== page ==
Upstate New York saw many of David G. Yuengling, Jr.’s enterprises, as he built a recreation home and development on Brant Lake in northern Warren County, was involved in horse sports, and also operated the Hotel Germania on Mitchell Ave, present day site of the parking lot for the National Museum of Racing and Hall of Fame. Those who knew Yuengling well found him good natured and humorous, fondly calling him Rex, and were his guests at lavish entertainments he staged in Saratoga, where his libations flowed liberally. His wife and daughter were frequently reported by the local daily where their fashion of dress was admired. His son Fred, however, had been more than a bit of a troublemaker on three continents, and cause for financial woes. D.G. Yuengling Jr. sought financial relief from a fellow brewer, who also happened to be an uncle, John F. Betz. When Yuengling’s obligations could not be met his uncle foreclosed, and this also lead to the change in possession of his upstate properties.

Saratogian, January 19, 1888

The beer distributor operating at the Hotel Todd switched to Beverwyck Ale brewed in Albany, and the management of the facility and the popular Summer Garden transferred to the Kirkpatrick Family. By 1900 the operation at 398 Broadway had become known as Hotel Beverwyck. Many years later, in 1957, this location was one of eight businesses destroyed by fire in Saratoga Springs early on a Sunday morning. Unfortunately, Saratoga Police officer Fred E. Pettit, who was attempting to rouse residents of the upper stories, was killed when a section of brick wall collapsed. Ruined in the fire were E.D. Starbuck, F.W. Woolworth, Saratoga Men’s Shop, Saratoga Appliance, Mac Finn Drugs, Palace Recreation, Endicott-Johnson Shoes and Liggett Drugs. Water damaged other shops and several law firms were also marred.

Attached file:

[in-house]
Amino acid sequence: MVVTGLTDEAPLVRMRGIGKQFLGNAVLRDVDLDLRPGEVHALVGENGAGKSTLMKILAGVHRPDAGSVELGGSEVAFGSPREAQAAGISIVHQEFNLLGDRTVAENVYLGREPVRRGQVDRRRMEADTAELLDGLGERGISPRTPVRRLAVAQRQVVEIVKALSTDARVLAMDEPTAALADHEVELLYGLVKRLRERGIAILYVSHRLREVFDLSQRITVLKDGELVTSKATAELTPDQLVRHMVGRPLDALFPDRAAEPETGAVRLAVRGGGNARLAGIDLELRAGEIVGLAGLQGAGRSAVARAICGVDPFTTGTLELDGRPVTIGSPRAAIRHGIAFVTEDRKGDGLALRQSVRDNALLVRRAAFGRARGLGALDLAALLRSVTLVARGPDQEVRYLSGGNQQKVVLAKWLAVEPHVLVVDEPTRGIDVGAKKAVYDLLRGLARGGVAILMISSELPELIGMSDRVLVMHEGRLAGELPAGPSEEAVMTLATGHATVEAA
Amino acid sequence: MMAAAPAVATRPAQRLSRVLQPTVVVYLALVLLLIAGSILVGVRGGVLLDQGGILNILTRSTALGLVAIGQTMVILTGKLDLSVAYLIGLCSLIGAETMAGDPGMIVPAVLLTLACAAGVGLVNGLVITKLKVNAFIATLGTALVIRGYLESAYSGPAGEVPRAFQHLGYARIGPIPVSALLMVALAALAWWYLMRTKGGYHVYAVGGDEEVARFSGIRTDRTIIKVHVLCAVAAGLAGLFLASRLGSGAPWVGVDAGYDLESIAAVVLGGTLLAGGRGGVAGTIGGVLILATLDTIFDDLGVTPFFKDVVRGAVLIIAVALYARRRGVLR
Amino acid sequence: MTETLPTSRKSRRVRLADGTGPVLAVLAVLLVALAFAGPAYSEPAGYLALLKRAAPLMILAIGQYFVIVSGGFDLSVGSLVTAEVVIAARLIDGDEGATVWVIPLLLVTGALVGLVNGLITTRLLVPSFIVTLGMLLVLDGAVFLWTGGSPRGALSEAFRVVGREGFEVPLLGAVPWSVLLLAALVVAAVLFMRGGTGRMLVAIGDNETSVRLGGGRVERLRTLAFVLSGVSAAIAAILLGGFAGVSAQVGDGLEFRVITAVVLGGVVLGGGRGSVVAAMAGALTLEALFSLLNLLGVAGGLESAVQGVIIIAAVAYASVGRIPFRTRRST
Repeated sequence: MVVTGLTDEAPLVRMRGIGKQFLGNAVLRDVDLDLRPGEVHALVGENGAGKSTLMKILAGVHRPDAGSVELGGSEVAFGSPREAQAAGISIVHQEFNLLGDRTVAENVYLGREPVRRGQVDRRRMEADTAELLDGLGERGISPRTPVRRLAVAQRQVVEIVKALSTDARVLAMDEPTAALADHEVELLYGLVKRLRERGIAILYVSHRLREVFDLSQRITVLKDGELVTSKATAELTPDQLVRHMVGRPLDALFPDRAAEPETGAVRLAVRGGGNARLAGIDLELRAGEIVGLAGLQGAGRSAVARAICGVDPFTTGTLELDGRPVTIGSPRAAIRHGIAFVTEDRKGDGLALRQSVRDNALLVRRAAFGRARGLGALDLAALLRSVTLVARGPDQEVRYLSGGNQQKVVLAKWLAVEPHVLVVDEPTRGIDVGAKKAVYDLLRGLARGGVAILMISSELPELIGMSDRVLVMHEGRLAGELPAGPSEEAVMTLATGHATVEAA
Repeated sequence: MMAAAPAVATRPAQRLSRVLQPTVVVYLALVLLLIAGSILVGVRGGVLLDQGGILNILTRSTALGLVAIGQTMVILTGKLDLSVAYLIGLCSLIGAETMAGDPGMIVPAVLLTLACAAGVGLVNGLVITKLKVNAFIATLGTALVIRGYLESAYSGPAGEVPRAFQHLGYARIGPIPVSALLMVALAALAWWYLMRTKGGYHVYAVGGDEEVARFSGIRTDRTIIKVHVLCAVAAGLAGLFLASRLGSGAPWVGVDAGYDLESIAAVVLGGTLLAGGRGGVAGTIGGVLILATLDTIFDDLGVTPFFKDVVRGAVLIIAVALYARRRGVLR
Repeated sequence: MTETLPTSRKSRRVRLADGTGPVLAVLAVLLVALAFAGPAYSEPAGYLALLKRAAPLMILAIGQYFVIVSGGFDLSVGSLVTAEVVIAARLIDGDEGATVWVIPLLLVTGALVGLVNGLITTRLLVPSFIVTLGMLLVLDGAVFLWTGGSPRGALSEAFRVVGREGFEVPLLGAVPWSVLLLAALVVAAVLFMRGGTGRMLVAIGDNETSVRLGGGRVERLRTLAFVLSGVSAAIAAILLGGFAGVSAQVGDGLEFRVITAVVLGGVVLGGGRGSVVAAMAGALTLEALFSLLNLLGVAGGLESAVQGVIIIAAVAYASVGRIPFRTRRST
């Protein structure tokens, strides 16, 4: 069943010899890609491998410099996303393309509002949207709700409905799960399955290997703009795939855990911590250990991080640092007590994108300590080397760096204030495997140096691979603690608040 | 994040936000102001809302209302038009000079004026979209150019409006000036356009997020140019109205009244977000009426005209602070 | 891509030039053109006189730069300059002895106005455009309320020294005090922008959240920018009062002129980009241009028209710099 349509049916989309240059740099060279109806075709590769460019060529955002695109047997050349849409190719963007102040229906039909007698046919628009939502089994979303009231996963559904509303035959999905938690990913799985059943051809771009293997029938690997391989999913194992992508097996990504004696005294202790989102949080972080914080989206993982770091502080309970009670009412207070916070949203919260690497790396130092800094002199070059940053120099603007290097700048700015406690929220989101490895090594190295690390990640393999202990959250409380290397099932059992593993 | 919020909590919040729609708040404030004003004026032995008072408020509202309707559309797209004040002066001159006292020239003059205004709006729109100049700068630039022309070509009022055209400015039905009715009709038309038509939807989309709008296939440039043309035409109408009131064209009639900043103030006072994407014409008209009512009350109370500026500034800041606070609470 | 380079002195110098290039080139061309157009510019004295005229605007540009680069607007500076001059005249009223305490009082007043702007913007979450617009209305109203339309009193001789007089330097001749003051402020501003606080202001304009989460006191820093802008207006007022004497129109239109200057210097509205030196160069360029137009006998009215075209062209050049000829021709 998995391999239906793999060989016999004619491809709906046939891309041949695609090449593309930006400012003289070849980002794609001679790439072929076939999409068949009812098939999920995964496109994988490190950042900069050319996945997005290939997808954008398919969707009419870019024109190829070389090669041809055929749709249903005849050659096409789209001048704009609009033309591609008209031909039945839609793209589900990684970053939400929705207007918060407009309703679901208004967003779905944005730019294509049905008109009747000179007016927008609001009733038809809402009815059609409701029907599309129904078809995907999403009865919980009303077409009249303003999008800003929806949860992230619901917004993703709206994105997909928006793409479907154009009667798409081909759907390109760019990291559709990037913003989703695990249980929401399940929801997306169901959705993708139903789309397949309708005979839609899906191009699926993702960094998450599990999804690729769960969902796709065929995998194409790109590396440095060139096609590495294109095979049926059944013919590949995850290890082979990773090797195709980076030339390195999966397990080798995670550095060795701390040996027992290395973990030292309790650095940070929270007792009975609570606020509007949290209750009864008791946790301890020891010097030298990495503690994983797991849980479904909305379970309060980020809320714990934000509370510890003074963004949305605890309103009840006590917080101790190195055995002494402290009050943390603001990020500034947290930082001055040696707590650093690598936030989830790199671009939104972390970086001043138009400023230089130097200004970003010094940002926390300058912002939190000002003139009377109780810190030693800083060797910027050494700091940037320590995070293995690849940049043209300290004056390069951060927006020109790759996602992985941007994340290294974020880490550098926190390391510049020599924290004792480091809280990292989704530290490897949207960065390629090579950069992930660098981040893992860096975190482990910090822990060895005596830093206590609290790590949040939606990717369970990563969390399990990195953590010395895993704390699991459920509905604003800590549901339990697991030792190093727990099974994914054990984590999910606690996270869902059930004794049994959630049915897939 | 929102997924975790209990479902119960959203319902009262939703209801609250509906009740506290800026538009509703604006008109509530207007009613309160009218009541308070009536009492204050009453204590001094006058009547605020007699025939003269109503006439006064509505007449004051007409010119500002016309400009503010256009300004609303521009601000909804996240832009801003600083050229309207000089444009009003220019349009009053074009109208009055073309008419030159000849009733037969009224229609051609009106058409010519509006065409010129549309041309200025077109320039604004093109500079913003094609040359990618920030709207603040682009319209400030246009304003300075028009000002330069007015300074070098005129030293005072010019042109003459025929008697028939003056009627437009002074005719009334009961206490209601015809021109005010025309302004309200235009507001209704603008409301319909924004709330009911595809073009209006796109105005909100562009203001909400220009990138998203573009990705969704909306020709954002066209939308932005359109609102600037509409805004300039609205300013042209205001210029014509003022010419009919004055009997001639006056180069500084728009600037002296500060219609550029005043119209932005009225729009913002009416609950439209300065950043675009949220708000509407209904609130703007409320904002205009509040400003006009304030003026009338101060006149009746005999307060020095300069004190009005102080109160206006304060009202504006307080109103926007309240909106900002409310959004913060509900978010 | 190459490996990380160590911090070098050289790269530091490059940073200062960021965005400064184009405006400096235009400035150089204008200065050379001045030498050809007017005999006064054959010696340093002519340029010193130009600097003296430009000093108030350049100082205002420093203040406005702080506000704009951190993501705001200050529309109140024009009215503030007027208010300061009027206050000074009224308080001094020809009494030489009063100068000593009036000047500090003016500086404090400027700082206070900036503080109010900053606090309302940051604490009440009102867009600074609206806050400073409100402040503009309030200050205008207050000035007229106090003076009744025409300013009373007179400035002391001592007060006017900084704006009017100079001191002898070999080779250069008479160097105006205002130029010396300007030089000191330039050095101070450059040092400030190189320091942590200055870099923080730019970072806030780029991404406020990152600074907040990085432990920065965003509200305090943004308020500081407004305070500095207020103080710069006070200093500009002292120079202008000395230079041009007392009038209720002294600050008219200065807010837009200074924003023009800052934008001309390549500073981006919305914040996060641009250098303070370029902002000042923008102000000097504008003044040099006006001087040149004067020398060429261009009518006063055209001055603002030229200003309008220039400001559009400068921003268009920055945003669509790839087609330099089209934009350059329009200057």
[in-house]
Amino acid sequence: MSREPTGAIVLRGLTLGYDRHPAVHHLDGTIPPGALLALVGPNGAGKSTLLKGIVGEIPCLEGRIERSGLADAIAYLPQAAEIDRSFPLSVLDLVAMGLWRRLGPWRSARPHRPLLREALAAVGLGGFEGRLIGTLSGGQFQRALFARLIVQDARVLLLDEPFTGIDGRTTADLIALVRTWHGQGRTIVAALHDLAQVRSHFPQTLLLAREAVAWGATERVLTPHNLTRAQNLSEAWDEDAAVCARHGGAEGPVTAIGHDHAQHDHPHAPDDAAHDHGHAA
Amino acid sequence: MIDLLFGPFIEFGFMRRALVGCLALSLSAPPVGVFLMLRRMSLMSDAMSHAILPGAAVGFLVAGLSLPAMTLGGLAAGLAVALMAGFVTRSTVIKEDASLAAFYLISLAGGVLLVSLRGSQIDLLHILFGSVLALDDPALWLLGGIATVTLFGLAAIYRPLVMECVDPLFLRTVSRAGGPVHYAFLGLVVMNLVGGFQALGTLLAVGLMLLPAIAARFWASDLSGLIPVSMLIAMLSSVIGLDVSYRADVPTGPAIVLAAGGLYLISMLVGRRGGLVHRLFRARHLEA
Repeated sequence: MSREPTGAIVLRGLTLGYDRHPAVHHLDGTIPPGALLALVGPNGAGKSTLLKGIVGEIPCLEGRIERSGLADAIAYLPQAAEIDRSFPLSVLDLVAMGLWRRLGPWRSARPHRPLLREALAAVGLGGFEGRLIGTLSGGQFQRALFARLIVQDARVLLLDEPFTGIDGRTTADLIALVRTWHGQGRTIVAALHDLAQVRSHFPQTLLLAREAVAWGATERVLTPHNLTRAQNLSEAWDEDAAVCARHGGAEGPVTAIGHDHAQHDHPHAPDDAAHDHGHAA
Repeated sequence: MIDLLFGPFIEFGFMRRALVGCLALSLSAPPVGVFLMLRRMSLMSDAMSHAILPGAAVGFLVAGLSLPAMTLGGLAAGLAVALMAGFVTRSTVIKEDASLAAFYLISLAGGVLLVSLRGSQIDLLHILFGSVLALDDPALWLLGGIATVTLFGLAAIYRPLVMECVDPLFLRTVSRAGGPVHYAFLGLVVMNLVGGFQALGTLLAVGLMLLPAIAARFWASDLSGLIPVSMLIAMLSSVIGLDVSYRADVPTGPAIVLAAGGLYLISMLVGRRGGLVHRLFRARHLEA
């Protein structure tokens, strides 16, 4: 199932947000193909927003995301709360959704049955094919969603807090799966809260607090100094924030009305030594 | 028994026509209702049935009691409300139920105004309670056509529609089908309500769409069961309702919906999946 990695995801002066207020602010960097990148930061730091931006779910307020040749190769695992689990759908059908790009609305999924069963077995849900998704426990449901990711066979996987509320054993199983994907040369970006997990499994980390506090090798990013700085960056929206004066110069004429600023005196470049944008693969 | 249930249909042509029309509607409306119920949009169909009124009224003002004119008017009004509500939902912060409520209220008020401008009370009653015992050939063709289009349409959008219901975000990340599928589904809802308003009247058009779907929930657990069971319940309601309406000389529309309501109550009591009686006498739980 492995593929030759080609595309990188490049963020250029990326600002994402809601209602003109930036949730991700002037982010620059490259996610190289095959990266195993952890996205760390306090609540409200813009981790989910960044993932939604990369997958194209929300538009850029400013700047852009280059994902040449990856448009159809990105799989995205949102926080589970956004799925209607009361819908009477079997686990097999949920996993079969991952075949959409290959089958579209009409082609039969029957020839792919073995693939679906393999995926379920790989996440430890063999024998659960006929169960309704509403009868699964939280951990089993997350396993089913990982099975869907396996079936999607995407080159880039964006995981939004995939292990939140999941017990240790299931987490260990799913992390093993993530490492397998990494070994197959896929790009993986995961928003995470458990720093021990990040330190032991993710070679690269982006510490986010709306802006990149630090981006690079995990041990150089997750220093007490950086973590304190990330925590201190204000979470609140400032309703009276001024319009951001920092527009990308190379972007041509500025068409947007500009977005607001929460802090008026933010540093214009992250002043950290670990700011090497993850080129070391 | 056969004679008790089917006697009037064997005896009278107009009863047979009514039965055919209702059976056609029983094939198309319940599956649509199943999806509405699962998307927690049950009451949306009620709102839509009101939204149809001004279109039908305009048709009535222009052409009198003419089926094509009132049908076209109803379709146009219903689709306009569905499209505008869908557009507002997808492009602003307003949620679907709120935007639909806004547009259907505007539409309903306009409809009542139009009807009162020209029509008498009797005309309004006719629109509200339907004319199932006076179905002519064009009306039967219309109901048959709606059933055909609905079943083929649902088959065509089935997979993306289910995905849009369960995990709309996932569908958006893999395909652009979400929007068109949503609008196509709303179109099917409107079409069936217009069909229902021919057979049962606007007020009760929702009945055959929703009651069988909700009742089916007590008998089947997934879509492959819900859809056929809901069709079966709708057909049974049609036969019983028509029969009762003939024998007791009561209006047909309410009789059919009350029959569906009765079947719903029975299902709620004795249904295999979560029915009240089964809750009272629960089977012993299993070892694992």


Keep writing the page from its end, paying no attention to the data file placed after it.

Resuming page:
Historic artifacts remaining from this period are presently sought after by bottle collectors. The embossed glass identifies the Yuengling product as being bottled in Saratoga Springs, and the transparent vessel is heavy with a strong neck.  The champagne ale bottles required even more strength, as the beverage was finished in the same methods as Champagne, yielding a highly carbonated brew.  Interestingly, the former Yuengling brewery’s Manhattan location was closed following the Prohibition of alcohol sales by the eighteenth amendment in 1919, and its refrigeration rooms were converted into a storage house for fur coats and wraps. This structure has only recently been repurposed again, as a mixed use office and residential complex known as the Mink Building.

The spirit of the unique Summer Garden at Hotel Todd lives on in so many of the present day establishments of Saratoga Springs, which perform at an excellent level of entertainment, fare and drink, many also providing accommodations of the best kind. Several of these public houses offer gardens, or adjoining outdoor patios to enhance the enjoyment of their products. It is a pleasure to find and sample these offerings of the Spa City, some of which still serve that liquid link to the past, Yuengling Beer.

Summer 1888. The facade of the building at 398 Broadway reads:
"D.G. Yuengling, Jr. Champagne Ale, Porter, Lager Beer."
Photo courtesy of the George S. Bolster Collection